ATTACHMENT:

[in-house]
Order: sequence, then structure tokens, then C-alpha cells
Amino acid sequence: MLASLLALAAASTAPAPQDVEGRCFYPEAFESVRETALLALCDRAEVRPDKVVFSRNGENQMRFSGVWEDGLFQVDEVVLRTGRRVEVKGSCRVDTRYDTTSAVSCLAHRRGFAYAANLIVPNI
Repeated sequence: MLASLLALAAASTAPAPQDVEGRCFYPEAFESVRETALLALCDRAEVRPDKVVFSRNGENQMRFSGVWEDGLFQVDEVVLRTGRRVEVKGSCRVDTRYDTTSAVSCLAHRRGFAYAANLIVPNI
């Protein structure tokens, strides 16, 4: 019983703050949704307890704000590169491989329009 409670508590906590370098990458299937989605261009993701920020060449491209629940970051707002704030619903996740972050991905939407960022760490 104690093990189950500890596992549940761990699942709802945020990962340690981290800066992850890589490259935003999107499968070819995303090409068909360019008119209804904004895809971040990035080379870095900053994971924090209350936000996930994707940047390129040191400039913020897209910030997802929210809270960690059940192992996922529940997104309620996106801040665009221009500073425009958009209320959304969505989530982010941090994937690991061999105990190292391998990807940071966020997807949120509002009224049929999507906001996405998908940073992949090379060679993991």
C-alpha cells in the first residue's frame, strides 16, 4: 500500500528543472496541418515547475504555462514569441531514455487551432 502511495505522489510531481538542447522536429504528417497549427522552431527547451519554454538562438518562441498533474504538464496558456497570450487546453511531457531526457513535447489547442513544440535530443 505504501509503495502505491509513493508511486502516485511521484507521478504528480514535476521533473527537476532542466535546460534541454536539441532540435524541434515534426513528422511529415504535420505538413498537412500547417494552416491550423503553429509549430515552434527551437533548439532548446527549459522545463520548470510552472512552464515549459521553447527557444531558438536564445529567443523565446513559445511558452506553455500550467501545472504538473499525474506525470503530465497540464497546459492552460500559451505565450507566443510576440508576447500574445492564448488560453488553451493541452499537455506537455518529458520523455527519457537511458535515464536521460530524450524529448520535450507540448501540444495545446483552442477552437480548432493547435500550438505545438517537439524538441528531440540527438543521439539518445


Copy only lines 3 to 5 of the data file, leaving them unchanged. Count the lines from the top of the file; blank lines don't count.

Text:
Amino acid sequence: MLASLLALAAASTAPAPQDVEGRCFYPEAFESVRETALLALCDRAEVRPDKVVFSRNGENQMRFSGVWEDGLFQVDEVVLRTGRRVEVKGSCRVDTRYDTTSAVSCLAHRRGFAYAANLIVPNI
Repeated sequence: MLASLLALAAASTAPAPQDVEGRCFYPEAFESVRETALLALCDRAEVRPDKVVFSRNGENQMRFSGVWEDGLFQVDEVVLRTGRRVEVKGSCRVDTRYDTTSAVSCLAHRRGFAYAANLIVPNI
């Protein structure tokens, strides 16, 4: 019983703050949704307890704000590169491989329009 409670508590906590370098990458299937989605261009993701920020060449491209629940970051707002704030619903996740972050991905939407960022760490 104690093990189950500890596992549940761990699942709802945020990962340690981290800066992850890589490259935003999107499968070819995303090409068909360019008119209804904004895809971040990035080379870095900053994971924090209350936000996930994707940047390129040191400039913020897209910030997802929210809270960690059940192992996922529940997104309620996106801040665009221009500073425009958009209320959304969505989530982010941090994937690991061999105990190292391998990807940071966020997807949120509002009224049929999507906001996405998908940073992949090379060679993991």